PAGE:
the only thing that remained the same in 1972 was Carvin's
marketing. The catalog was 32 pages, as in 1971, and the cover
was basically the same also. However, all the guitars were
different, and in 1973, the marketing would change dramatically to
better show off the new gear. But in '72, the layout was the
same as the previous year, despite all the near gear.
AS50B (left) and SS75B (right) were Carvin's flagship guitars
for 1972. Although there was a guitar called the AS50 in 1971, the
1972 model was totally different. As were other Carvin archtops of
the 60's and 70's, this was actually made by Höfner, with a Höfner neck
and body, and Carvin electronics and badging. Although the parts
were made by Höfner, they were assembled and set up by Carvin in
Southern California. Electronics consisted of a pair of Carvin
AP-6 pickups, which were black in '72 (versus white in '71). The
AS50B (with Bigsby vibrato) sold for $189.95, and the AS50 with standard
tailpiece sold for $159.95. It was also offered as the AS50L
(left-handed) for $169.96, and as the AS50-12 (12 string) for $174.95.
was also a totally new instrument, replacing the SS65B. It
used the same Höfner #500 maple neck as the AS50B, in a solid-body
design that was very reminiscent of the Fender Strat. The body was
also made of maple, and the fingerboard was rosewood. The
electronics layout was the same as the AS50B, with dual AP-6 pickups
with dual volume and tone controls and 3-way selector switch. The
SS75B (with Bigsby) sold for $184.95, and the SS75 with conventional
tailpiece was $154.95.
offered, but not pictured, was the SS65 and SS65B.
These guitars were made from "lighter high quality wood" with a sunburst
finish. The SS65 sold for $139.95, and the SS65B sold for $169.96.
SS75 was also offered in a left-handed model, the SS75L
(left). This had the same features and construction as the
right-handed model, and sold for $164.95.
new for 1972 was the DTS90B doubleneck 12/6 (right).
This model had maple Höfner necks, a maple body, and three AP-6
pickups with volume and tone controls for each neck. The
DTS90B, with Bigsby vibrato, sold for $279.95, and the non-Bigsby
equipped DTS90 sold for $249.95.
offered, but not shown, was the DMS95B and DMS95 doublenecks,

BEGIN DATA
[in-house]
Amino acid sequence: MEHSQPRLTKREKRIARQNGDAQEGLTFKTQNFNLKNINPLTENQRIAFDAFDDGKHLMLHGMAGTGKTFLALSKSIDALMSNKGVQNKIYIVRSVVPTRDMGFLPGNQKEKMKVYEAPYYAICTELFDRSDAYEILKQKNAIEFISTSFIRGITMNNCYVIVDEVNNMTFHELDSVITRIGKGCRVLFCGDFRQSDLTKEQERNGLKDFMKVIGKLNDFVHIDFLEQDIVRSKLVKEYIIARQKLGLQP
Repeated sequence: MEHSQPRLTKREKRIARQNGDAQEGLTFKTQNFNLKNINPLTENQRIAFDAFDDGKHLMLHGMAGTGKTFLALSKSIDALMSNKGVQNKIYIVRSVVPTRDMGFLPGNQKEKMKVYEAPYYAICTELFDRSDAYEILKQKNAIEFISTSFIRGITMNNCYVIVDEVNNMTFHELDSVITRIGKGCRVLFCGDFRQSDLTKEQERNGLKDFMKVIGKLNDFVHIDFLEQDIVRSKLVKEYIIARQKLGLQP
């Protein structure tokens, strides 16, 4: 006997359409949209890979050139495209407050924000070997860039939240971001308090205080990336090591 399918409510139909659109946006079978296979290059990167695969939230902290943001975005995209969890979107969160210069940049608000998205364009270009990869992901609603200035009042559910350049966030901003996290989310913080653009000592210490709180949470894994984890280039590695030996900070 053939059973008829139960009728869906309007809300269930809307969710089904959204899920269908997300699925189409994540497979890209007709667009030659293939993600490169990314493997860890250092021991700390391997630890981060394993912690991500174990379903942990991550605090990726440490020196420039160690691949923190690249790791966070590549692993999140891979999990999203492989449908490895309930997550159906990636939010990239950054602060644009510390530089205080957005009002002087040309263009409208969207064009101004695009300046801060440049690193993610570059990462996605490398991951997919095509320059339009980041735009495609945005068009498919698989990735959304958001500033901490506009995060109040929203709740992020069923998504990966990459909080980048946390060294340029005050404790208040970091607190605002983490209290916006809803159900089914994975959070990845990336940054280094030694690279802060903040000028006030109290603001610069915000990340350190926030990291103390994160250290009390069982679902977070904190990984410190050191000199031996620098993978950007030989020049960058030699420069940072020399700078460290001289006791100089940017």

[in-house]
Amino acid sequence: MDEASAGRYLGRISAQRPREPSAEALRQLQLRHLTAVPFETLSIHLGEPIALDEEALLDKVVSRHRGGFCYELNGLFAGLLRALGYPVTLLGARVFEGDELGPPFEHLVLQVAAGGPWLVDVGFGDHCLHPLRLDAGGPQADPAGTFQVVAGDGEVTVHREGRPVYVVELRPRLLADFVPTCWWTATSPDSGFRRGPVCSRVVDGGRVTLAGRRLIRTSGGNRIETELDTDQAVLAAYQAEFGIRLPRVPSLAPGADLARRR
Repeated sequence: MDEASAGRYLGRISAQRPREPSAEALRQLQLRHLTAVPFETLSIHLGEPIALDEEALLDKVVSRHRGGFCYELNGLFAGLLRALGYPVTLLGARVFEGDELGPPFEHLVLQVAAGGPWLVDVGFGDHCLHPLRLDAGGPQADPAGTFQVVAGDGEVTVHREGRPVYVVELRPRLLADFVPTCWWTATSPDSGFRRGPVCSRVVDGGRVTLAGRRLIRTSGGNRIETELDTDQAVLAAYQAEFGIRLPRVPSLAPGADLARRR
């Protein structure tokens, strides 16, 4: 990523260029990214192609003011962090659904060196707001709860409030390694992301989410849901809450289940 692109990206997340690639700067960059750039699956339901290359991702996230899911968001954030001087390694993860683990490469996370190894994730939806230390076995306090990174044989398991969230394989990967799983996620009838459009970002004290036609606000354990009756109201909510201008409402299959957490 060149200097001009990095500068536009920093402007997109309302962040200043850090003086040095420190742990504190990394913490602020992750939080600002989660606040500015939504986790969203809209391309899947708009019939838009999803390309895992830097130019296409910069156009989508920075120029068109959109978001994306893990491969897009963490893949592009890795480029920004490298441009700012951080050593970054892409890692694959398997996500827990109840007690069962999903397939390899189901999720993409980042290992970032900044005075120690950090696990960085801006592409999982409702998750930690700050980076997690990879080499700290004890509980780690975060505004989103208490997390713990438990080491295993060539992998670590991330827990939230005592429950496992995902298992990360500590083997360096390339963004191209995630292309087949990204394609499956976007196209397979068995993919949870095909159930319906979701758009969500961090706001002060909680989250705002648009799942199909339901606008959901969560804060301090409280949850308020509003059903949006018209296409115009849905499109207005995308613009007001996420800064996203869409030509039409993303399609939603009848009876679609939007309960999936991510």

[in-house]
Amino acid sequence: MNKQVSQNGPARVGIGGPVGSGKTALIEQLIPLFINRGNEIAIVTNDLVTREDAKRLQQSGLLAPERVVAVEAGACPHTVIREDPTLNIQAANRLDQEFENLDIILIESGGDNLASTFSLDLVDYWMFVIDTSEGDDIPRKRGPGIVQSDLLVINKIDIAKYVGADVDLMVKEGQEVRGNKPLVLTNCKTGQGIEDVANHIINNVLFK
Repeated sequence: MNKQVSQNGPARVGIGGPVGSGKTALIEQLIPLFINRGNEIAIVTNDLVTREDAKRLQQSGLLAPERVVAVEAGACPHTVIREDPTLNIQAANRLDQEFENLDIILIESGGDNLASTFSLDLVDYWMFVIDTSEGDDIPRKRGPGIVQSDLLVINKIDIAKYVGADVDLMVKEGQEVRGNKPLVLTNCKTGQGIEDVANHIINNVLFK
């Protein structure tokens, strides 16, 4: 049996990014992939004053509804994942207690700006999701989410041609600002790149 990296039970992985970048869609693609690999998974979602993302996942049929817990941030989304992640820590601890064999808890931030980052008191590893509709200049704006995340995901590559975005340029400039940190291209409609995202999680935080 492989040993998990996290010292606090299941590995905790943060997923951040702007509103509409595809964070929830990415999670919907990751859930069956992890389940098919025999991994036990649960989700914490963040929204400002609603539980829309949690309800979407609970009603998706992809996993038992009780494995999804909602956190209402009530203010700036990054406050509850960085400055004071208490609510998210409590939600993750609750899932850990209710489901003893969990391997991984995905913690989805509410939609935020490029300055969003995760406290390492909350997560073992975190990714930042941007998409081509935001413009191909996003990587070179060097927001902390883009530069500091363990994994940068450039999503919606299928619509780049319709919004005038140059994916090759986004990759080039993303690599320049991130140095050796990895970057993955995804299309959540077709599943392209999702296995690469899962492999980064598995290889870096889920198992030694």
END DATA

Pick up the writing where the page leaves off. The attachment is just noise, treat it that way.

which were 6-string guitar/mandolin doublenecks. These sold
for $279.95 and $249.95, respectively.
Carvin also offered a bass/guitar
doubleneck n 1972, the DBS98B. See
Basses for pictures
PRO-S8 (left) was unchanged for 1972, however, a 6-string
model, the PRO-S6 was added to the lineup. Both were
made from Eastern
maple with chrome hardware and ivory tuning pegs, and had optional
chrome legs. The PRO-S6 wasn't pictured in the catalog (in
fact, it was never pictured in any Carvin catalog), and the PRO-S8
used the same picture as in 1971. The price on the PRO-S8 increased
slightly, to $89.95, and the PRO-S6 was priced at $79.95.
PRO-D8 (far right) and the PRO-D6 (near right) steel
guitars were also unchanged. These double-six and double-eight guitars
had the same construction and features of the single-neck PRO-S8 and
PRO-S6, with an elevated outside neck for easier playability. Both
models increased in price, to $124.95 for the PRO-D6, and $144.95 for
Carvin continued to offer a wide assortment of pedal steel guitars
in 1972, in single and doubleneck versions, with 8 or 10 strings and
with or without string changers, which were devices used to drop or
raise the pitch of all strings (sort of like the modern TransTrem by
Carvin pedal steel guitars had an aluminum frame with wood body,
front-mounted controls and AP-Series adjustable pickups.
Carvin offered the
PRO 1500-4 singleneck 8-string with 4 pedals for $349.95.
The PRO 1500-6 (below) 8-string with 6 pedals was $379.95.
The PRO 2000-6 singleneck 10-string with 6 pedals was
$429.95. The PRO 3000-8 (left) doubleneck 8-string with
8 pedals was $529.95, and the PRO 4000-8 doubleneck 10-string
with 8 pedals was $629.95.
Carvin also offered a wide assortment of steel guitars parts, also.
These included replacement pulleys (for the pedal cables), string
changers, tuner assemblies, pedals, and AP-Series pickups.
Introductory letter and order form in the 1972 catalog were basically the
same as in 1971, with a brief letter from Carson Kiesel (vice-president at
the time), as well as customer comments and endorsers.